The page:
corporations, ANCSA can be seen as being driven by the policy of assimilation that had 

long been in place and that presumably was coming to an end around the time of the act’s 

adoption (see paras. 21-24 above). Yet ANCSA continues to define realities for indigenous 

peoples in Alaska, leaving in its aftermath precarious conditions for indigenous peoples in 

their ability to maintain the subsistence and cultural patterns that have long sustained them 

amid abundant fish and wildlife resources, or to craft their own vehicles of self- 


60. Subsequent federal legislation has done little to restore Alaska Native hunting and 

fishing rights, but instead has left indigenous hunting and fishing subject to the same 

regulatory regime that applies to non-indigenous activities. And this regulatory regime is a 

highly complex, difficult one to navigate, in which both the federal Government and the 

state play a part, with the state in effect having a dominant role. The matter of subsistence 

hunting and fishing remains crucial both for cultural purposes and for food security. 

However, subsistence activities are subject to a state regulatory regime that allows for, and 

appears to often favour, competing land and resource uses such as mining and other 

activities, including hunting and fishing for sport, that may threaten natural environments 

and food sources.  

61. Representatives of Alaska Native tribal governments, villages, corporations and 

organizations with whom the Special Rapporteur met coincided in the view that ANCSA 

was faulty in its inception. There were divergent views, however, about the extent to which 

the corporations can and are being responsive to the needs and aspirations of Alaska 

Natives, within the limitations of the corporate model. The Special Rapporteur did find 

indications that in many respects the native-run corporations are functioning to provide 

important economic and other benefits to Alaska Natives. 

62. At the same time, the Special Rapporteur was struck by indications about how the 

economic and cultural transformations accelerated by ANCSA have bred or exacerbated 

social ills among indigenous communities, manifesting themselves, for example, in high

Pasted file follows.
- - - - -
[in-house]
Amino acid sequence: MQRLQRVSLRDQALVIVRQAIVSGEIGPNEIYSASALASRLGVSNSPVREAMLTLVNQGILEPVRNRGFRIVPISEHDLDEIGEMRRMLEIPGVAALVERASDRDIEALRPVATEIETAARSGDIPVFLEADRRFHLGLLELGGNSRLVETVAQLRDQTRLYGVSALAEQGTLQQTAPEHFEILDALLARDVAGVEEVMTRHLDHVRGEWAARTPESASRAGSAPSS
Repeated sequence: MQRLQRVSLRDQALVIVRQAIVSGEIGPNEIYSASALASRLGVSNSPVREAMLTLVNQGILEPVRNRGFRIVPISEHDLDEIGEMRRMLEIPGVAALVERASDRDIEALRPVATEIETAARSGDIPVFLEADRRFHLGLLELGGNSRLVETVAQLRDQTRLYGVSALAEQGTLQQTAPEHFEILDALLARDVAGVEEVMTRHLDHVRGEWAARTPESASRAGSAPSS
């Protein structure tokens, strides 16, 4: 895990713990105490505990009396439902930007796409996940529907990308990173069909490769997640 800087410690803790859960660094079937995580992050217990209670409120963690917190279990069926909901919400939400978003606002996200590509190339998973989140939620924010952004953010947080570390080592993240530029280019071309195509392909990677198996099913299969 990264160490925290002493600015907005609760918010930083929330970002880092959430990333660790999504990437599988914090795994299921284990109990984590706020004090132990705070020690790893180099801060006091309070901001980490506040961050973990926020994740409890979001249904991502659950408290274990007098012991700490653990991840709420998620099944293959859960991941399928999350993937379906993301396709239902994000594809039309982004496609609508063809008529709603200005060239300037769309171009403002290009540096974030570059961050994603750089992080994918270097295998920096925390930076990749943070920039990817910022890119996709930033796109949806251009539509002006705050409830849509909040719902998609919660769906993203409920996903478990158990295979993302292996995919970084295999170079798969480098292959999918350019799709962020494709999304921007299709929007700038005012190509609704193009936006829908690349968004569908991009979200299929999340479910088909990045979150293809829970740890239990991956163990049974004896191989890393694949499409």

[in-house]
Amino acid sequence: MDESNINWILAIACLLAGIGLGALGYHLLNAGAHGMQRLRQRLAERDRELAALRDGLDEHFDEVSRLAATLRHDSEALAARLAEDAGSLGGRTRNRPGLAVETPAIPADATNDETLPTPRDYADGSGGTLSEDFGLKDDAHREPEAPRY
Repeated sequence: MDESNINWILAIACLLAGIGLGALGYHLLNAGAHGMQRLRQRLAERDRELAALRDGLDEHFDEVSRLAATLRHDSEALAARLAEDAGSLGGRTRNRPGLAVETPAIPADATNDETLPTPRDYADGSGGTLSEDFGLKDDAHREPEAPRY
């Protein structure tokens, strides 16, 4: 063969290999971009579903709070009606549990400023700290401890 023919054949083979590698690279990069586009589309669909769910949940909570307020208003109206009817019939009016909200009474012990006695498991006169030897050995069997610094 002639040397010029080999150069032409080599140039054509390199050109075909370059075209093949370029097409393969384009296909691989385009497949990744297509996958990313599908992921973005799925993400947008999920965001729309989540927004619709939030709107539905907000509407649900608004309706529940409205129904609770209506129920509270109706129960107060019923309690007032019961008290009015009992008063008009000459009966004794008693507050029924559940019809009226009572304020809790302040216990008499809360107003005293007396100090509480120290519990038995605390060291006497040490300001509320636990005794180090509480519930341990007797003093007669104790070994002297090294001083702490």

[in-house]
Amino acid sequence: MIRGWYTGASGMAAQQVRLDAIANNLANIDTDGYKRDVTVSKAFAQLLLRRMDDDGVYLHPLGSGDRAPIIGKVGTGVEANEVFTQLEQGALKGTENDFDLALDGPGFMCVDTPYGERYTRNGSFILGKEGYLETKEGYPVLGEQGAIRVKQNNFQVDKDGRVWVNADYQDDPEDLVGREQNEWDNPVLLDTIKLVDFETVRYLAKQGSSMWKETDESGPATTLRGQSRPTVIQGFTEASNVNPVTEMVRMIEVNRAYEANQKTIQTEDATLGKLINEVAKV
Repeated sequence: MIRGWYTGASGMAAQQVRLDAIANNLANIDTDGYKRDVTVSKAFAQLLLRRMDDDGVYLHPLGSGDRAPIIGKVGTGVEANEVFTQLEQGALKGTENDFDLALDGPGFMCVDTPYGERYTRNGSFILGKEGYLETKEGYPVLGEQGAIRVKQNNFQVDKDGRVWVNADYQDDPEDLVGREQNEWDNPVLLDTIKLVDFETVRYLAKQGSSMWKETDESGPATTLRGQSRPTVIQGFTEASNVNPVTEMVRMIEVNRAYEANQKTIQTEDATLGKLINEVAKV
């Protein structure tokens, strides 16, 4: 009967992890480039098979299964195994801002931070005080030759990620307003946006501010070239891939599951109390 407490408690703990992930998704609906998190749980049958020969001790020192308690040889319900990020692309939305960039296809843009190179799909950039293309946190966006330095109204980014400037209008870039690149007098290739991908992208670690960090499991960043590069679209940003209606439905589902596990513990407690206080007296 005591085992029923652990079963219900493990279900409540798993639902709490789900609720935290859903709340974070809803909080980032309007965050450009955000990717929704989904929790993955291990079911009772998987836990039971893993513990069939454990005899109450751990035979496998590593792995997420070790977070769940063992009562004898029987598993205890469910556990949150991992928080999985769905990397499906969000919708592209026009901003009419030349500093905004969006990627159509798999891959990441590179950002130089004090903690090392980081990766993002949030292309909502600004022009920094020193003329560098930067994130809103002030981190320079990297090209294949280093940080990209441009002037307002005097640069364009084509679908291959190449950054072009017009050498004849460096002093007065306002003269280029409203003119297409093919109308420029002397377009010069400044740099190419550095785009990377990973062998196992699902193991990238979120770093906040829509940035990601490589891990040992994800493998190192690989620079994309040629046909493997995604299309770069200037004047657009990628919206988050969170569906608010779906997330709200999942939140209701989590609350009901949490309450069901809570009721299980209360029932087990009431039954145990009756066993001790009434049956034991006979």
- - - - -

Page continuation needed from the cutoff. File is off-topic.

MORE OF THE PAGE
rates of suicide, alcoholism, and violence. 

63. Several Alaska Native representatives expressed to the Special Rapporteur the view 

that the problem runs deeper than ANCSA, to the incorporation of Alaska into the United 

States as a federal state through procedures that allegedly were not in compliance with the 

right of the indigenous people of Alaska to self-determination.   



 J. Hawaii 

64. Also uniquely vulnerable are the indigenous people of Hawaii, having experienced a 

particular history of colonial onslaught and resulting economic, social and cultural 

upheaval.  They benefit from some federal programmes available to Native Americans, but 

they have no recognized powers of self-government under federal law.  And they have little 

by way of effective landholdings, their lands largely having passed to non-indigenous 

ownership and control with the aggressive patterns of colonization initiated with the arrival 

of the British explorer James Cook in 1778. Indigenous Hawaiians have diffuse interests in 

lands “ceded’ to the United States and then passed to the state of Hawaii, under a trust that 

is specified in the 1959 Statehood Admission Act and now managed by the Office of 

Hawaiian Affairs.  

65. Remarkably, the United States Congress in 1993 issued an apology “to Native 

Hawaiians on behalf of the people of the United States for the overthrow of the Kingdom of 

Hawaii on January 17, 1893 with the participation of agents and citizens of the United 

States.”15 The apology recognized that the overthrow resulted in the suppression of the 

“inherent sovereignty of the Native Hawaiian people” and called for “reconciliation” 


66. The call for reconciliation, however, remains unfilled, while a growing movement of 

indigenous Hawaiians challenges the legitimacy and legality of the annexation of Hawaii 

following the overthrow, as well as the process by which Hawaii moved from its 

designation as a non-self-governing territory under United Nations supervision, to being 

incorporated into the United States as one of its federal states in 1959. In the meantime, 

indigenous Hawaiians see their sacred places under the domination of others, and they 

continue to fare worse than any other demographic group in Hawaii in terms of education, 

health, crime, and employment.  

 IV. More needs to be done 

 A. Welcomed, but still not sufficient, government initiatives 

67. The Special Rapporteur acknowledges the high level of attention to indigenous 

peoples’ concerns that is represented by numerous acts of Congress and federal executive 

programmes (see paras. 25-29 above and appendix I). Such attention represents some 

acknowledgment of the historical debt acquired toward the country’s first peoples, and 

partially fulfils historical treaty commitments.  

68. It is evident that the federal executive has taken steps in recent years to strengthen